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Ecology. 2019 Feb 15:e02665. doi: 10.1002/ecy.2665. [Epub ahead of print]

Exotic plant species are locally adapted but not to high UV-B radiation: a reciprocal multi-species experiment.

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Kiel University, Institute for Ecosystem Research / Geobotany, Olshausenstr. 75, 24118, Kiel, Germany.
Martin Luther University Halle-Wittenberg, Institute of Biology / Geobotany and Botanical Garden, Am Kirchtor 1, 06108, Halle, Germany.
Lincoln University, Faculty of Agriculture and Life Sciences, Ellesmere Junction Road/Springs Road, Lincoln, 7647, New Zealand.
Bielefeld University, Faculty of Biology / Chemical Ecology, Universitätsstraße 25, 33615, Bielefeld, Germany.
German Centre for Integrative Biodiversity Research (iDiv) Halle-Jena-Leipzig, Deutscher Platz 5E, 04103, Leipzig, Germany.


Ultraviolet (UV) radiation intensities differ among global regions, with significantly higher levels in the southern hemisphere. UV-B may act as an environmental filter during plant invasions, which might particularly apply to plant species from Europe introduced to New Zealand. Just like for any other abiotic or biotic filter, successful invaders can cope with novel environmental conditions via plastic responses and/or through rapid adaptation by natural selection in the exotic range. We conducted a multi-species experiment with herbaceous plants in two common gardens located in the species' 'native' and exotic ranges, in Germany and New Zealand, respectively. We used plants of German and New Zealand origin of eight species to test for adaptation to higher UV-B radiation in their new range. In each common garden, all plants were exposed to three radiation treatments: (i) ambient sunlight, (ii) exclusion of UV-B while transmitting ambient UV-A, and (iii) combined exclusion of UV-B and UV-A. Linear mixed-effect models revealed significant effects of UV-B on growth and leaf traits and an indication for UV-B-induced biomass reduction in both common gardens pointing to an impact of natural, ambient UV radiation intensities experienced by plants in the northern and in the southern hemisphere. In both common gardens, the respective local plants (i.e. German origins in Germany, New Zealand origins in New Zealand) displayed enhanced productivity and aboveground biomass allocation, thus providing evidence for recent evolutionary processes in the exotic range. Genetic differentiation between different origins in consequence of divergent local selection pressures was found for specific leaf area. This differentiation particularly hints at different selective forces in both ranges while only little evidence was found for an immediate selective effect of high UV-B intensities in the exotic range. However, reaction norm slopes across ranges revealed higher plasticity of exotic individuals in functional leaf traits that might allow for a more sensitive regulation of photoprotection measures in response to UV-B. During the colonization, New Zealand populations might have been selected for the observed higher phenotypic plasticity and a consequently increased ability to successfully spread in the exotic range. This article is protected by copyright. All rights reserved.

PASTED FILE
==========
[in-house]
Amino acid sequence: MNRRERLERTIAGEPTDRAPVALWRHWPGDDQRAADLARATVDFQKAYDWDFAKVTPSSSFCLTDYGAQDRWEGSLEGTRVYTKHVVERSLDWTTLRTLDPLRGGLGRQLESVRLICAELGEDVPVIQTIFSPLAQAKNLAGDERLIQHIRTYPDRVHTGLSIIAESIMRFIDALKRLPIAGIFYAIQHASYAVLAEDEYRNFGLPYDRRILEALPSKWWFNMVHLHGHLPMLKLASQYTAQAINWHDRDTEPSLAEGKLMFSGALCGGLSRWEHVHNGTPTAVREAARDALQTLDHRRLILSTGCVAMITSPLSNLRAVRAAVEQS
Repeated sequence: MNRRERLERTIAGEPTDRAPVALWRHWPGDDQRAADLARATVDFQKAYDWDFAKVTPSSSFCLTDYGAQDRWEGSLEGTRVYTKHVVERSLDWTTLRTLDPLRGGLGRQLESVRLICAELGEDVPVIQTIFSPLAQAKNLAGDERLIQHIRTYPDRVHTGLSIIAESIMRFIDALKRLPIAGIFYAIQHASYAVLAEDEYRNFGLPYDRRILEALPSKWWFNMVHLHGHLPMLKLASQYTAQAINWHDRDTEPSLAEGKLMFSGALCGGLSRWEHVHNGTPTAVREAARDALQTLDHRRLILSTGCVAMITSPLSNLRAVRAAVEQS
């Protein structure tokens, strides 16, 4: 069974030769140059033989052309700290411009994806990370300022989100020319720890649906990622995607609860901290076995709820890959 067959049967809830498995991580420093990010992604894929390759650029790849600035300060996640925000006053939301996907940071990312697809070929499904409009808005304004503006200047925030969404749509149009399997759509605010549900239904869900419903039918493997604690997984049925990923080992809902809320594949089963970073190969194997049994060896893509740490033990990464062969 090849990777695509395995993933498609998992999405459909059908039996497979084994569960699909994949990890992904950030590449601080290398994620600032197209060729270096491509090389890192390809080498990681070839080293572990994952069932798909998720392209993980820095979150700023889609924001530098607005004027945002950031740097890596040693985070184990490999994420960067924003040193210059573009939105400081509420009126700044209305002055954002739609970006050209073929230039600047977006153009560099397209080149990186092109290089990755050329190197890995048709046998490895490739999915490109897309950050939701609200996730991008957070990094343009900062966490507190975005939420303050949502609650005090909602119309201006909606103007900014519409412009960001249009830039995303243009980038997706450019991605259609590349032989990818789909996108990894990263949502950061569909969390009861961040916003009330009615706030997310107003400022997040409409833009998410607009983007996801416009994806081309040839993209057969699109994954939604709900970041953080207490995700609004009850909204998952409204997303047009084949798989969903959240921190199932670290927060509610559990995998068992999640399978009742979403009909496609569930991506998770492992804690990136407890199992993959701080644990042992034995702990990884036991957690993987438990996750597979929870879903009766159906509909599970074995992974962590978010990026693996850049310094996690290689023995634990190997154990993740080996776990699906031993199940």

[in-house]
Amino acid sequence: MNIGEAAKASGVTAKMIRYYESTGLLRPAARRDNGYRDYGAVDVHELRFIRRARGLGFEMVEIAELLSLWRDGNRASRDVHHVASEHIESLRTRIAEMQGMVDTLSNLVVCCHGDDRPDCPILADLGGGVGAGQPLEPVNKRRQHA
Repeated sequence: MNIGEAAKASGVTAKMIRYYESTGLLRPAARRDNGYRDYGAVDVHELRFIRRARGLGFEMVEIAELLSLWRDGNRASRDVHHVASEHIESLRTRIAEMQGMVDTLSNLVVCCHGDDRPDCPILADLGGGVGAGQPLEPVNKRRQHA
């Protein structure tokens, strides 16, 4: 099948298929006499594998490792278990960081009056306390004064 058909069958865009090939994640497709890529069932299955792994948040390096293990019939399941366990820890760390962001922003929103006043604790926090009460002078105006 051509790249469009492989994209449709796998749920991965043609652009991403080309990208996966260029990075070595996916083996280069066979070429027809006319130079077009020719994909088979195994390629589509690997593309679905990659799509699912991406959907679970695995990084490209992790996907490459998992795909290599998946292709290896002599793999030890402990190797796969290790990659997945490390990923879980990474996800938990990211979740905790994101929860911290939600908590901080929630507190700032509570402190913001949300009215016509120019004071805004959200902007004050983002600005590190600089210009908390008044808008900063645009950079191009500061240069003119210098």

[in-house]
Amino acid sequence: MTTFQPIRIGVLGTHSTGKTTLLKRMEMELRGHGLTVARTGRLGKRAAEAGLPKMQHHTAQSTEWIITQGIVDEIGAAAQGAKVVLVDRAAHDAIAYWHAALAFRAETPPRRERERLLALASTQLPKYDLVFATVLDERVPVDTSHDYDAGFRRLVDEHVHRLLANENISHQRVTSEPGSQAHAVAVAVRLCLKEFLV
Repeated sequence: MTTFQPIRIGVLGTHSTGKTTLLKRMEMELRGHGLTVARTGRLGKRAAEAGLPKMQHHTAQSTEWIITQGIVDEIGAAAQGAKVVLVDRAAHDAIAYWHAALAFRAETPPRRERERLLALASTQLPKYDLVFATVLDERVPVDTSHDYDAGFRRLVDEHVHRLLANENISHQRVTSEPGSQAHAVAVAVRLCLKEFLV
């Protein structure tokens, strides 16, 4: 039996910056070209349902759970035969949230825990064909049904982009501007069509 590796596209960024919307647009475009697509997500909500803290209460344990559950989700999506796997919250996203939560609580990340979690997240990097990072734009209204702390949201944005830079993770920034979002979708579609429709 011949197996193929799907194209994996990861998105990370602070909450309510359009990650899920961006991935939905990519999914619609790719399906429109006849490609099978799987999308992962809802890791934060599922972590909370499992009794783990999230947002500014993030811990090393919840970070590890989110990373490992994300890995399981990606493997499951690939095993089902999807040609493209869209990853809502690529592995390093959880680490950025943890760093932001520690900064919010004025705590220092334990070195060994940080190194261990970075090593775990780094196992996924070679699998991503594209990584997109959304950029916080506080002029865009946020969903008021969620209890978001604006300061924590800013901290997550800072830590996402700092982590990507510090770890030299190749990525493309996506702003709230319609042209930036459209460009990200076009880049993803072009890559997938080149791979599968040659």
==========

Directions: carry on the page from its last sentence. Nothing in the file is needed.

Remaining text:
UV-A and UV-B exclosure; environmental filter; multi-species experiment; native and exotic populations; phenotypic plasticity; plant invasions; recent evolutionary changes; reciprocal common garden


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